5. Phthonos: KJV – “envy.” There is a godly attitude which allows a man who sees his own weakness and inadequacy to eagerly copy some great example he admires in another (see I Cor. 12:31). But this sin looks at the good in another and is not moved to copy that fineness, but to resent it. It is a feeling of displeasure produced by witnessing or hearing of the advantage or prosperity of another. Christians must not only learn to weep with those that weep, but learn to rejoice with those that rejoice (Rom. 12:15).
6. Phonos. Murder is a physical act, but God sees the intent and attitude of the heart. A man can be guilty of murder without any physical violence (Matt. 5:21-23).
7. Eris: KJV – “debate.” Its meaning is contention that is born of envy, ambition, and the desire for prestige. If a heart is cleansed of jealousy, he has gone far in being cleansed of all that arouses contention and strife. It is a God-given gift to be able to take as much pleasure in the success of others as we do in our own. The KJV’s rendering “debate” is unfortunate. Many false teachers have dishonestly hidden their error by saying the Bible says it is a sin to debate. Members of denominational churches are told it is a sin to “argue” with the Scriptures. Certainly, some who discuss Scriptures might have the motive of envy and ambition, but it is not wrong to reason and make arguments with Scripture. Christians are to “to contend earnestly for the faith” (Jude 3). Jesus participated in religious discussions with the answering and asking of questions (Matt. 22:15-46). Paul “reasoned with them from the Scriptures, explaining and giving evidence” (Acts 17:2-3). Even among brethren, Paul had “great dissension and debate” concerning the question of circumcision (Acts 15:2,7).
8. Dolos: KJV – “deceit.” This word was primarily used for “a snare or bait.” It means to be crafty, subtle, and full of guile. The deceptive person cannot walk in honesty; he stoops to devious and underhanded methods to get his own way. He never does anything without an ulterior motive. Our good works must be done with a pure heart, without sounding a trumpet so as to be seen of men. Our compliments that encourage must not turn into flattery to secure a higher standing. Our going from house to house and practicing hospitality should be to serve, not to exalt ourselves and build a following.
9. Kakoetheia: KJV – “malignity.” The compound word literally meant ill-natured. This is the evil disposition that tends to put the worst construction on everything. It is a very common sin. If there are two constructions to put on another’s actions we invariably tend to choose the worst. There is a tendency to make judgment and gossip about our evil conclusions. Love, Paul said, “believes all things,” that is, it believes the best unless proven wrong. Have we been guilty of this lately? Remember that this sin is committed by those who have depraved minds who do not acknowledge God any longer (1:28). We as Christians who teach others, will we not teach ourselves (Rom. 2:21)?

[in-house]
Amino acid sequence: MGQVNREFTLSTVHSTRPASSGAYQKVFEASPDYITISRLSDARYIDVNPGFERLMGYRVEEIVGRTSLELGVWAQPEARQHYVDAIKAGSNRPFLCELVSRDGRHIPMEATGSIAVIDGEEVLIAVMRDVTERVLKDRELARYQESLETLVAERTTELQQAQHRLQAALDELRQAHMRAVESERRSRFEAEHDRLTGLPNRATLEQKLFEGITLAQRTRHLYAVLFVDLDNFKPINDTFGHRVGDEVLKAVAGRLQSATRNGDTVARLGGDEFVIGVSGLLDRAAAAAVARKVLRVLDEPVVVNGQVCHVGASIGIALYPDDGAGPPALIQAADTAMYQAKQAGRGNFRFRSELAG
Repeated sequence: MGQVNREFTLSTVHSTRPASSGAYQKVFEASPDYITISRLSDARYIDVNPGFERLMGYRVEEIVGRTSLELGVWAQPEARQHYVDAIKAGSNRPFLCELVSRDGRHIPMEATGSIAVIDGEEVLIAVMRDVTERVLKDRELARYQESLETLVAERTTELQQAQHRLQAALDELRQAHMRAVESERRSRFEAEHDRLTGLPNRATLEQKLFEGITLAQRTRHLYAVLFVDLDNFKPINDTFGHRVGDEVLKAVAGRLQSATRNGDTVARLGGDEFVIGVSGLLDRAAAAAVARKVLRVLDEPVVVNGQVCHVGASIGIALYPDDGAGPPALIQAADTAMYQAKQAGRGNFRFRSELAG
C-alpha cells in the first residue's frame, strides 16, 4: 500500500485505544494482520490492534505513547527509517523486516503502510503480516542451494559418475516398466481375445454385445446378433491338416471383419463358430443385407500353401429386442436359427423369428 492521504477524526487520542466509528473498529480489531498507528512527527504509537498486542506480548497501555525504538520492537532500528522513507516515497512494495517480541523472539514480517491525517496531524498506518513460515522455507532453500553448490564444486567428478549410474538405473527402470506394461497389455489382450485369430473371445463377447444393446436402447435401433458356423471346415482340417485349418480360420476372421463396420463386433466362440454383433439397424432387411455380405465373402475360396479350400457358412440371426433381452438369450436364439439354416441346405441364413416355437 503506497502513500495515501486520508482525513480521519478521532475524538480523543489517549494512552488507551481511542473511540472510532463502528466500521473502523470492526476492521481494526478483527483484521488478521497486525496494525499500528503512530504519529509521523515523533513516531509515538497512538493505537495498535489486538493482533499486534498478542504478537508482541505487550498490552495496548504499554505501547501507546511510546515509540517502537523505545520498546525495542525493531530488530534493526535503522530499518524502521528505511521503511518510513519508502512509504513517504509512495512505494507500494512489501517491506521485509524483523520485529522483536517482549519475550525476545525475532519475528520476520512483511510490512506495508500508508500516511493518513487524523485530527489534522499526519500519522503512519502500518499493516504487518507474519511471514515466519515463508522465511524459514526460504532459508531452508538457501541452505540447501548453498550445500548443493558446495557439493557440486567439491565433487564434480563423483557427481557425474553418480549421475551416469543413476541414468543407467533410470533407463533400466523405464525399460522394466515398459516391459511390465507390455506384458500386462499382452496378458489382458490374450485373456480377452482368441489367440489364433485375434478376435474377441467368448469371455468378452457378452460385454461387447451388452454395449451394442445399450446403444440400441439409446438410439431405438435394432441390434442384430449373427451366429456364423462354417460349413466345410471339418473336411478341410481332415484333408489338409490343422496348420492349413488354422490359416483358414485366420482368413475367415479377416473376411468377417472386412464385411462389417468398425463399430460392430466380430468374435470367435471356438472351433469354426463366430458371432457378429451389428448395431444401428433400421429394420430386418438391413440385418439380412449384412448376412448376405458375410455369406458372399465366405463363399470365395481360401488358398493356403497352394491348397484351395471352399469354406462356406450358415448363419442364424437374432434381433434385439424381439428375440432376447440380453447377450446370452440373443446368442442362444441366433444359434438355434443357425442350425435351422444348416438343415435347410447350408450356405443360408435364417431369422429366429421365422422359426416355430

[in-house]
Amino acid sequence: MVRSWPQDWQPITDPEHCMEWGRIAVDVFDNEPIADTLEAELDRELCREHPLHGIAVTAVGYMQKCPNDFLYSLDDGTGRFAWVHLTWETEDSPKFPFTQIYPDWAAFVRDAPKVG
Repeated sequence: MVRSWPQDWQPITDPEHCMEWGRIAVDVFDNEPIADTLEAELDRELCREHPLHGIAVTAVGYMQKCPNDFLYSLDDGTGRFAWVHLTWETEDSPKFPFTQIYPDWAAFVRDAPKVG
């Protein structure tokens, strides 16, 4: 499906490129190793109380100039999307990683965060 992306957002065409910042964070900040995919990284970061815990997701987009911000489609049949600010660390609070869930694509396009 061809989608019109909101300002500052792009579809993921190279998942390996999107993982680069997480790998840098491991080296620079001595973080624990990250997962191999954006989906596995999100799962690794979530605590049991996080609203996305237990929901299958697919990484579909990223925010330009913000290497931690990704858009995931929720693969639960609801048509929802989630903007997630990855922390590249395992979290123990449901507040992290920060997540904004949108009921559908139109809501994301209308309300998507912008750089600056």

10. Psithuristes and katalalos: KJV – “whisperers and backbiters.” Both of these words describe people with slanderous tongues; the first does it secretly, the second does it openly. The latter does not mind trumpeting his accusations, the former does his damage in a corner. Both are bad, but the whisperer or gossip adds the sin of cowardness to his list. Paul was afraid he would find both of these sins in the church at Corinth when he returned (2 Cor. 12:20). Katalalos literally means to speak against and is sometimes translated speaking evil or slander. One way to get rid of slander and gossip is to long for the milk of the word like a new born babe (1 Pet. 2:1-2). James says that when we ,’speak against” (katalalos) a brother we have become a judge and not a doer of the law (Jas. 4:12).
11. Theostugeis: KJV – “haters of God.” This man hates God because he knows he is defying him. He knows that God exists and is a barrier between him and his pleasures. He hates rules and would gladly do away with God and his claims of authority over our lives. To him a godless world would give him the license he wants so much. Some “Christians ” have to be dragged to church, they resent encouragement to be more steadfast, they long for their boat rides and trips to the mountains on Sunday. It almost seems like they wished there was no God to interfere with their pleasure. Paul said there would be those who would be “lovers of pleasure rather than lovers of God.” In fact they fill a pew about every other Sunday, or all winter and not in the summer, or Sunday morning but never Sunday night. “Haters of God” in the world? Yes. But what a shame it is that there are those who hate him right in our church buildings.